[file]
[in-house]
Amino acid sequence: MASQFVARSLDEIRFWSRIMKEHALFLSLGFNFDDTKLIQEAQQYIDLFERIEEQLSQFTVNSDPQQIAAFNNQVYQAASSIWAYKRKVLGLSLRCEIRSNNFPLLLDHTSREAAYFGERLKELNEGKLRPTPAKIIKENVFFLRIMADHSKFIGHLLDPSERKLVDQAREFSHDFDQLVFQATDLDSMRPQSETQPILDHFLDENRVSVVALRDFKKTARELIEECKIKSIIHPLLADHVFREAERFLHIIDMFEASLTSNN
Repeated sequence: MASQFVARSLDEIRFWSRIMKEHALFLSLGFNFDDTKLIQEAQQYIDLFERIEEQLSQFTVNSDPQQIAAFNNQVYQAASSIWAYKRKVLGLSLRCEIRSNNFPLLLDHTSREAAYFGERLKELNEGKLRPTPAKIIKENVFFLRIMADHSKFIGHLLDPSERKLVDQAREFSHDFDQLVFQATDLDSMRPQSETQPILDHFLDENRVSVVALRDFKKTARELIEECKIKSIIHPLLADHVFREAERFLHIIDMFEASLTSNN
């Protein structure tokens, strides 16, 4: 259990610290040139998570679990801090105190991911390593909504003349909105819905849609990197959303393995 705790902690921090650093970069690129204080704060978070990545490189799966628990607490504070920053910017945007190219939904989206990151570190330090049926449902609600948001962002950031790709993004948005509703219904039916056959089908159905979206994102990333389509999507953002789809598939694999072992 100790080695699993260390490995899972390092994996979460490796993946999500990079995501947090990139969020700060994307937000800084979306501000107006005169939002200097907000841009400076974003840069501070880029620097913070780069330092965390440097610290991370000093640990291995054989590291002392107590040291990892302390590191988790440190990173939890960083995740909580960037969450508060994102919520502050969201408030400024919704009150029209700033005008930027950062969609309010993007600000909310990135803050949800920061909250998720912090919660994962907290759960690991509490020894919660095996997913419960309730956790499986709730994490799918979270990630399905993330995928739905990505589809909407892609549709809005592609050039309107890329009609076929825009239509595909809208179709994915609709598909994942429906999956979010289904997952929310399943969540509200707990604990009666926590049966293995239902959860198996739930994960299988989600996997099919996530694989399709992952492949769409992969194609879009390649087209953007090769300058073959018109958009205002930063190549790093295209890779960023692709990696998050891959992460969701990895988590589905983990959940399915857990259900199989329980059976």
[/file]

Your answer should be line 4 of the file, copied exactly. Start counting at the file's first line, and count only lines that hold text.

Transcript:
């Protein structure tokens, strides 16, 4: 259990610290040139998570679990801090105190991911390593909504003349909105819905849609990197959303393995 705790902690921090650093970069690129204080704060978070990545490189799966628990607490504070920053910017945007190219939904989206990151570190330090049926449902609600948001962002950031790709993004948005509703219904039916056959089908159905979206994102990333389509999507953002789809598939694999072992 100790080695699993260390490995899972390092994996979460490796993946999500990079995501947090990139969020700060994307937000800084979306501000107006005169939002200097907000841009400076974003840069501070880029620097913070780069330092965390440097610290991370000093640990291995054989590291002392107590040291990892302390590191988790440190990173939890960083995740909580960037969450508060994102919520502050969201408030400024919704009150029209700033005008930027950062969609309010993007600000909310990135803050949800920061909250998720912090919660994962907290759960690991509490020894919660095996997913419960309730956790499986709730994490799918979270990630399905993330995928739905990505589809909407892609549709809005592609050039309107890329009609076929825009239509595909809208179709994915609709598909994942429906999956979010289904997952929310399943969540509200707990604990009666926590049966293995239902959860198996739930994960299988989600996997099919996530694989399709992952492949769409992969194609879009390649087209953007090769300058073959018109958009205002930063190549790093295209890779960023692709990696998050891959992460969701990895988590589905983990959940399915857990259900199989329980059976």